Anonymous said...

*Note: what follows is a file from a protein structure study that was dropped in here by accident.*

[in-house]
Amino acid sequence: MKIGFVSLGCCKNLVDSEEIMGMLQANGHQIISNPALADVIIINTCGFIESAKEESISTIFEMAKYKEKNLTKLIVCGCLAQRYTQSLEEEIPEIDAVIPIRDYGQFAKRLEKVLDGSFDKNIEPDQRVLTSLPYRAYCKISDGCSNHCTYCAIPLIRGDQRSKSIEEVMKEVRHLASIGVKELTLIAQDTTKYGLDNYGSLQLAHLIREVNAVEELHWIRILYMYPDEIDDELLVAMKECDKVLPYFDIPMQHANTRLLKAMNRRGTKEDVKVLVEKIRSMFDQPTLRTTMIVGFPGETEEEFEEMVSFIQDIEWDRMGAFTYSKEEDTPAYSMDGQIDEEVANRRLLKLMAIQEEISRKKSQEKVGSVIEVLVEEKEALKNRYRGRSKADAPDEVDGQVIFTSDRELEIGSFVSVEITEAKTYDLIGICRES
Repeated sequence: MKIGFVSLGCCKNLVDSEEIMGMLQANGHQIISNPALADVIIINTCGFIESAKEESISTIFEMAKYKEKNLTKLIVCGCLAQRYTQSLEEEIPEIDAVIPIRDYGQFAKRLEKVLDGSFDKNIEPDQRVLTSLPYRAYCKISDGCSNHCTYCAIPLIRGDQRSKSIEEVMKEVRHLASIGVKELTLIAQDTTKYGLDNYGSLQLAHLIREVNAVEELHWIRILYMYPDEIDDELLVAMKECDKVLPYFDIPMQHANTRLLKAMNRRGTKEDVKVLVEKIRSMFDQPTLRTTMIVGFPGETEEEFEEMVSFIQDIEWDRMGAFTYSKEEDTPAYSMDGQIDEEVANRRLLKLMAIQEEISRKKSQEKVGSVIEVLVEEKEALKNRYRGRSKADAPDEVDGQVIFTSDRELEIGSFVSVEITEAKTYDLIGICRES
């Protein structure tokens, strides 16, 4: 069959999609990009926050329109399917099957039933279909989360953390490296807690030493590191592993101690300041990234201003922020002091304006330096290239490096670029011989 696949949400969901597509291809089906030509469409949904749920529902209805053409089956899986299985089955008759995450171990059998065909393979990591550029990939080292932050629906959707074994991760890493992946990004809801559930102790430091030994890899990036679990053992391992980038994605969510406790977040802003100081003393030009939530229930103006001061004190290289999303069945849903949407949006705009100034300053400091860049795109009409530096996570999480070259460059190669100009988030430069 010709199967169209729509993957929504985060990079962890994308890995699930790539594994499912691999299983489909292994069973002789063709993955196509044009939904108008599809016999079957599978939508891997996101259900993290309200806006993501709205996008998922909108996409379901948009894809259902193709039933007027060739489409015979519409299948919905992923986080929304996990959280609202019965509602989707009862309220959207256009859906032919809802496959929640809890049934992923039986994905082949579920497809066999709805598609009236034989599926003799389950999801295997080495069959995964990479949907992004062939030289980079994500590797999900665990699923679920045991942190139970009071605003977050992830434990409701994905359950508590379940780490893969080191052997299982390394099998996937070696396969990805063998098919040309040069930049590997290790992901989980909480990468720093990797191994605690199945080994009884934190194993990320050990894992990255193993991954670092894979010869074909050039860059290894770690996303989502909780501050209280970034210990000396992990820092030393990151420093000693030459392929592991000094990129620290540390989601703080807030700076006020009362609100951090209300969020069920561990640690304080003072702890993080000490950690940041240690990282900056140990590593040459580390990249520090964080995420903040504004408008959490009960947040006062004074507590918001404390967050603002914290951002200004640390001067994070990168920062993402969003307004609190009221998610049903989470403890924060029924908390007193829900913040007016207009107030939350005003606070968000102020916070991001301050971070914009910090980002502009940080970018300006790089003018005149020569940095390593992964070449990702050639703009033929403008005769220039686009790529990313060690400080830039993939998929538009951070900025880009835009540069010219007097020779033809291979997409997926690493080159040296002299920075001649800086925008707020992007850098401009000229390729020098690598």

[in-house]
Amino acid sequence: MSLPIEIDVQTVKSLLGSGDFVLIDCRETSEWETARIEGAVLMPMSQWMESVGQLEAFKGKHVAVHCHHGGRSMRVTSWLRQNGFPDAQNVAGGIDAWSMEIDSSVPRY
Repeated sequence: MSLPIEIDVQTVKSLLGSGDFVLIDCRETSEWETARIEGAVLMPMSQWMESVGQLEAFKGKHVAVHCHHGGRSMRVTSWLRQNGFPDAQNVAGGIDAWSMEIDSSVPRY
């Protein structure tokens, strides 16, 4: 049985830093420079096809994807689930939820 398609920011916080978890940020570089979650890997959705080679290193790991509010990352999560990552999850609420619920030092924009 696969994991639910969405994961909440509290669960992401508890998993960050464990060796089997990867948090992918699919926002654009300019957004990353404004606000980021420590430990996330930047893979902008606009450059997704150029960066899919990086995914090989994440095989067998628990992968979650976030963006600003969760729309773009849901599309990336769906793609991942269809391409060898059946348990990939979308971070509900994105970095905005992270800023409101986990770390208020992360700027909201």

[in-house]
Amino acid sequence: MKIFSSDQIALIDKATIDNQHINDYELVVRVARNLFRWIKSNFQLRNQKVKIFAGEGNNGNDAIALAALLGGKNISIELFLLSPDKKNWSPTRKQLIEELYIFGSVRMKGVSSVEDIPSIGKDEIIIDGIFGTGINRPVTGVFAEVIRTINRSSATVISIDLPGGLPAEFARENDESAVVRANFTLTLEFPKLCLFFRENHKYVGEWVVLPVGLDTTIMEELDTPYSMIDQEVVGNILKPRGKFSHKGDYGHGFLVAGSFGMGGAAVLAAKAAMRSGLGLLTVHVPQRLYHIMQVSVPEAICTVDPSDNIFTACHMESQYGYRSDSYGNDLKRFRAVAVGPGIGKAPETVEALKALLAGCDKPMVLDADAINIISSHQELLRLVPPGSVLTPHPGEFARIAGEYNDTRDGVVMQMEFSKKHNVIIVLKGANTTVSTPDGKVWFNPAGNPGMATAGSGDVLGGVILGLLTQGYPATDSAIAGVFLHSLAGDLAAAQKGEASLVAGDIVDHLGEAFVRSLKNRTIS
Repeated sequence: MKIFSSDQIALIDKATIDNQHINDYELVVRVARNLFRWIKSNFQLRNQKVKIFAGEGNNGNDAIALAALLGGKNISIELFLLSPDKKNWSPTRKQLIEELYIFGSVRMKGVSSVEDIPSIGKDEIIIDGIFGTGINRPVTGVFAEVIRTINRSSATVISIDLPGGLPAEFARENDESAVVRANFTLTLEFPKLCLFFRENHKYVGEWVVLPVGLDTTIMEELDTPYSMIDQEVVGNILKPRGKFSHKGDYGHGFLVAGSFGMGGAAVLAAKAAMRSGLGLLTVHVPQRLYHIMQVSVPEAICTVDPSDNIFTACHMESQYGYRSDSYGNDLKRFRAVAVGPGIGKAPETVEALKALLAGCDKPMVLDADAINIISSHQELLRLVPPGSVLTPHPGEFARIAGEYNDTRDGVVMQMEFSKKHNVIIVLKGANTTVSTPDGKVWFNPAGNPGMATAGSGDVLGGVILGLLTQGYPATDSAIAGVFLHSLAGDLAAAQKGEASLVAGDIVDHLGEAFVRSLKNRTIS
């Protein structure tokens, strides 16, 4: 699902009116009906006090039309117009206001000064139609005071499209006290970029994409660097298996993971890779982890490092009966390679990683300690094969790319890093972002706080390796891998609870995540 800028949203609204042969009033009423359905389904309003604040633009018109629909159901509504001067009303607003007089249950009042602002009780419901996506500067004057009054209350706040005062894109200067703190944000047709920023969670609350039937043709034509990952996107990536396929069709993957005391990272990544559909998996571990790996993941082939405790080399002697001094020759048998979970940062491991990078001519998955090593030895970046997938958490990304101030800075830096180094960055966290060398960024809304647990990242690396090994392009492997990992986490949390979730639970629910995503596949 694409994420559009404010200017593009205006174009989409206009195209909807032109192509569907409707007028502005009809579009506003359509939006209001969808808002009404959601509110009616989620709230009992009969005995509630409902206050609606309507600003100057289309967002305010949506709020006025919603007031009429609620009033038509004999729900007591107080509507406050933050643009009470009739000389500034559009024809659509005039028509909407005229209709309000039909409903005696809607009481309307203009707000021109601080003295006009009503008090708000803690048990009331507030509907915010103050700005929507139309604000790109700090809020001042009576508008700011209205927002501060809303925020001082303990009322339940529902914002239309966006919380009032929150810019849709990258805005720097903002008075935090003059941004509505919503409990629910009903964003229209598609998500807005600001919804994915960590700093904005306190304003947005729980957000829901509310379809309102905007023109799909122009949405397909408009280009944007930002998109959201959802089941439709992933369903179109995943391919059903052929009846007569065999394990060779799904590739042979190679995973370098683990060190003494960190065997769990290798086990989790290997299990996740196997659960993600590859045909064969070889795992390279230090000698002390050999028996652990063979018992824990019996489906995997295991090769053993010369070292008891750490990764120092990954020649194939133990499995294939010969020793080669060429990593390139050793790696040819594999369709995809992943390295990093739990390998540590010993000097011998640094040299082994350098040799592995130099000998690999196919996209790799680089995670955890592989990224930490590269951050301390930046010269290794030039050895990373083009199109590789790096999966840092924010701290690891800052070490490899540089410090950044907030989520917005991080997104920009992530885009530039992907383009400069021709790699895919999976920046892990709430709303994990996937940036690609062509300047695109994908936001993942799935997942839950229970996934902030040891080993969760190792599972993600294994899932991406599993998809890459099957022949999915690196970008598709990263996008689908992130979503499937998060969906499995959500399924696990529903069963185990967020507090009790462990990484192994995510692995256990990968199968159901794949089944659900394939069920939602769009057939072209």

I like the things you've said. I am going to get rid of my cell phone. I have never liked it and am tired of people "putting me at their convenience". When they can call you anytime, your time is not that valuable to them. When they have to make actual efforts to connect, they value the time you give them much more. When I take my cell phone with me, my family never talks to me face to face and hardly ever calls. When I start leaving it at home and on the other side of the house where I can't hear it, they blow up my phone and hunt me down to find out why I am not utilizing my phone. They don't like having to actually set aside time in their day for me and make efforts to connect. If they turned all that frantic energy into excitement over getting time with me: my time would become a commodity, our conversations would be more enjoyable, and I think we would actually talk MORE. It's 2013 and I'm putting the phone in the past.